Large organic molecules have recently attracted interest from a fundamental point of view and for prospective applications in nanoelectronics [1,2]. In particular, several studies have indicated that upon molecular adsorption surfaces often do not behave as static checkerboards, but may rearrange to accommodate the different molecular species. We investigate the adsorption of C90H98 (Lander molecule) on the Cu(110) surface in the temperature range 100 - 300 K by STM. The Lander molecule has a central polyaromatic molecular "wire" terminated by a fluoranthene group (conducting backbone), and four "spacer legs" (3,5-di-tert-butylphenyl substituents - Tbp); the function of these legs is to isolate the conducting backbone from the substrate.
The molecule is imaged by STM as four bright lobes. From an interplay with Elastic Scattering Quantum Chemistry theoretical calculations, we deduce that the lobes correspond to tunneling through the legs of the molecule.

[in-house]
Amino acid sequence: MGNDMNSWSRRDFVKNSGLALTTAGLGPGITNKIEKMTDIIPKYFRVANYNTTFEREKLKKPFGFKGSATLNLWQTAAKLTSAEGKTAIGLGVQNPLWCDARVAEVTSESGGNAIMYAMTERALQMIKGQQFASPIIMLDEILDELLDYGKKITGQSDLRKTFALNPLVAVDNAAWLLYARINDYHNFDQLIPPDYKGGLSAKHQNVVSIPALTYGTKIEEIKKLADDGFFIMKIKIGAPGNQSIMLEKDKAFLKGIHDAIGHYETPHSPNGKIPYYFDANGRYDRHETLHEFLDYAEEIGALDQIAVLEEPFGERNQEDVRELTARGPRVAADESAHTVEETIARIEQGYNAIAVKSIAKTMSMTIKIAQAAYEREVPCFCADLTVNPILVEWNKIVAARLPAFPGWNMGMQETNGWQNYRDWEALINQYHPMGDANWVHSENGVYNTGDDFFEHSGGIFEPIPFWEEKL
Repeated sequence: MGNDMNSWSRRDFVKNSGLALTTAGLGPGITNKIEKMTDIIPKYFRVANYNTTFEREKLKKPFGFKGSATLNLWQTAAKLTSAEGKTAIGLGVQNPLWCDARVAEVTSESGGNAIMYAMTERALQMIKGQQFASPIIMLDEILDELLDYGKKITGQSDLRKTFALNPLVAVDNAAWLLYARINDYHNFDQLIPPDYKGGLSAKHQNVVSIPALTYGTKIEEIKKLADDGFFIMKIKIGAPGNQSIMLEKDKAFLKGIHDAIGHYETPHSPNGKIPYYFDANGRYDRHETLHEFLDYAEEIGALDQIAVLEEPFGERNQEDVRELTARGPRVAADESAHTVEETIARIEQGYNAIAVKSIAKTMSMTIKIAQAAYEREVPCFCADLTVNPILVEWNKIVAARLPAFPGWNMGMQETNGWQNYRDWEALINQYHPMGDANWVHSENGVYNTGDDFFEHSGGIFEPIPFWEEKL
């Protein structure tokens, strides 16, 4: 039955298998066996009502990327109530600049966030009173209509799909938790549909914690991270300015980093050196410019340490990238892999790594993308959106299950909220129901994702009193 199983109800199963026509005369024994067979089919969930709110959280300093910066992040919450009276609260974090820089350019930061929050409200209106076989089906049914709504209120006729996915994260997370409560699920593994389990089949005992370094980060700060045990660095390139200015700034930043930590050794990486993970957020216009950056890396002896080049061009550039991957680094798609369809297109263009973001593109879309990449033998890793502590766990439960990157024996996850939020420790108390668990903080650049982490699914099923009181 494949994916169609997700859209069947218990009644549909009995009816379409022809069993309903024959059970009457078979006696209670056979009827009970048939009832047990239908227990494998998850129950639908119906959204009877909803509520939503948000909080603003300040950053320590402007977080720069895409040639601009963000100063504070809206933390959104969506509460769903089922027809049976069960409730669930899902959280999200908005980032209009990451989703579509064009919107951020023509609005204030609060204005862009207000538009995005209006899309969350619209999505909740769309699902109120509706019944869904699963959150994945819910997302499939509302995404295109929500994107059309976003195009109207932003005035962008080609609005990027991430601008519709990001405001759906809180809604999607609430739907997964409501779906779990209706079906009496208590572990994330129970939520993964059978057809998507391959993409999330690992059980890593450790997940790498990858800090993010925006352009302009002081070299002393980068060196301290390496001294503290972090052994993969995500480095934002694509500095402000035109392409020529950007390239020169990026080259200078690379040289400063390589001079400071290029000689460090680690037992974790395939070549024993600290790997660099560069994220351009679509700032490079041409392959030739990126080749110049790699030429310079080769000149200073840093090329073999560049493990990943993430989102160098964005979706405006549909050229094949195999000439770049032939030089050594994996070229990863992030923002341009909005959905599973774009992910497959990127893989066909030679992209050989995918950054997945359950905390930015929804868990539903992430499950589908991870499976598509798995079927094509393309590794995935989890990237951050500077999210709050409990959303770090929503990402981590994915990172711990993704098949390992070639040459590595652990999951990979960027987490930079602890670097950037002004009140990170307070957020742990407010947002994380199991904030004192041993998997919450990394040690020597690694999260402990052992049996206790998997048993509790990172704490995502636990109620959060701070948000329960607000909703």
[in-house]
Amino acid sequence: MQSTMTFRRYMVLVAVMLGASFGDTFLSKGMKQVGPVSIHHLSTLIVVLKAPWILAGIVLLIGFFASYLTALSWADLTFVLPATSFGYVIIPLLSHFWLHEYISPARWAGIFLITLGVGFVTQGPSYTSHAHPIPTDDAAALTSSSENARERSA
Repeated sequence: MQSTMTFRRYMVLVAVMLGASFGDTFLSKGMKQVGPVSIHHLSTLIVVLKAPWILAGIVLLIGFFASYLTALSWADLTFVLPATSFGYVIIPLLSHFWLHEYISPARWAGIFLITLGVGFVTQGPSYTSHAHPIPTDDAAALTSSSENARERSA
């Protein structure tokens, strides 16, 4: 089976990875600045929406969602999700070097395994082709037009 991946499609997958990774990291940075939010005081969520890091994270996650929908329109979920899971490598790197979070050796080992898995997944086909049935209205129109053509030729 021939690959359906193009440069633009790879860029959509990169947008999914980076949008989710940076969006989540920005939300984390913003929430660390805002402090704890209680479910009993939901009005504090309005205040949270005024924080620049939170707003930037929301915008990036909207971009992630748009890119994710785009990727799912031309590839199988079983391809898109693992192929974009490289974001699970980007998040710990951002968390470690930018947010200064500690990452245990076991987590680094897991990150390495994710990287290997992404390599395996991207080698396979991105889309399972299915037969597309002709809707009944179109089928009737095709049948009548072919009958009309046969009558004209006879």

Very surprisingly, when the isolated Lander molecules adsorbed on step edges is manipulated away from the step a tooth-like structure appears, as shown in Fig. 1. The structure's width is two atomic rows, corresponding to the distance between the spacer legs within the molecule . Repeating the same manipulation experiments on molecules adsorbed at low temperatures (150 K), no restructuring of the Cu step edges is found. The process is thus thermally activated.
This is the first prototype of more complex molecular machines able to self-fabricate nanostructures with the prospect of developing planar and atomically precise interconnections of molecular nanodevices.
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